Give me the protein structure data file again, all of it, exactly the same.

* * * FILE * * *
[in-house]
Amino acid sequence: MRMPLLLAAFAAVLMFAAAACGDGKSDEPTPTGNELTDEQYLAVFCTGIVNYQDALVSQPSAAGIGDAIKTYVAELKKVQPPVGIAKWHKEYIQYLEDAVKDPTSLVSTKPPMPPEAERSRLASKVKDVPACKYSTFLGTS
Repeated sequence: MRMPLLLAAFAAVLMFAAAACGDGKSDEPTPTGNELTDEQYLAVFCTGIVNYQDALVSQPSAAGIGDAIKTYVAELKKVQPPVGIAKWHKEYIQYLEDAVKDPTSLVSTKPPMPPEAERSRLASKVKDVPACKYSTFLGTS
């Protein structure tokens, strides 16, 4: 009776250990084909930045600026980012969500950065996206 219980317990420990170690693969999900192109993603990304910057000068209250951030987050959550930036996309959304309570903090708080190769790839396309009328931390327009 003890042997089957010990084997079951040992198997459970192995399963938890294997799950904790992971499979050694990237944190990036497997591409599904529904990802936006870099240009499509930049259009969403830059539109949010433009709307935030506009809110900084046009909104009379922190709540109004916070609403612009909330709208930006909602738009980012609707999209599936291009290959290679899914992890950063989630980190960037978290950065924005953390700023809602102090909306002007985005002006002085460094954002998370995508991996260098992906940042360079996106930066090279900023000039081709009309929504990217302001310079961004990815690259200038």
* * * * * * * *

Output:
[in-house]
Amino acid sequence: MRMPLLLAAFAAVLMFAAAACGDGKSDEPTPTGNELTDEQYLAVFCTGIVNYQDALVSQPSAAGIGDAIKTYVAELKKVQPPVGIAKWHKEYIQYLEDAVKDPTSLVSTKPPMPPEAERSRLASKVKDVPACKYSTFLGTS
Repeated sequence: MRMPLLLAAFAAVLMFAAAACGDGKSDEPTPTGNELTDEQYLAVFCTGIVNYQDALVSQPSAAGIGDAIKTYVAELKKVQPPVGIAKWHKEYIQYLEDAVKDPTSLVSTKPPMPPEAERSRLASKVKDVPACKYSTFLGTS
């Protein structure tokens, strides 16, 4: 009776250990084909930045600026980012969500950065996206 219980317990420990170690693969999900192109993603990304910057000068209250951030987050959550930036996309959304309570903090708080190769790839396309009328931390327009 003890042997089957010990084997079951040992198997459970192995399963938890294997799950904790992971499979050694990237944190990036497997591409599904529904990802936006870099240009499509930049259009969403830059539109949010433009709307935030506009809110900084046009909104009379922190709540109004916070609403612009909330709208930006909602738009980012609707999209599936291009290959290679899914992890950063989630980190960037978290950065924005953390700023809602102090909306002007985005002006002085460094954002998370995508991996260098992906940042360079996106930066090279900023000039081709009309929504990217302001310079961004990815690259200038």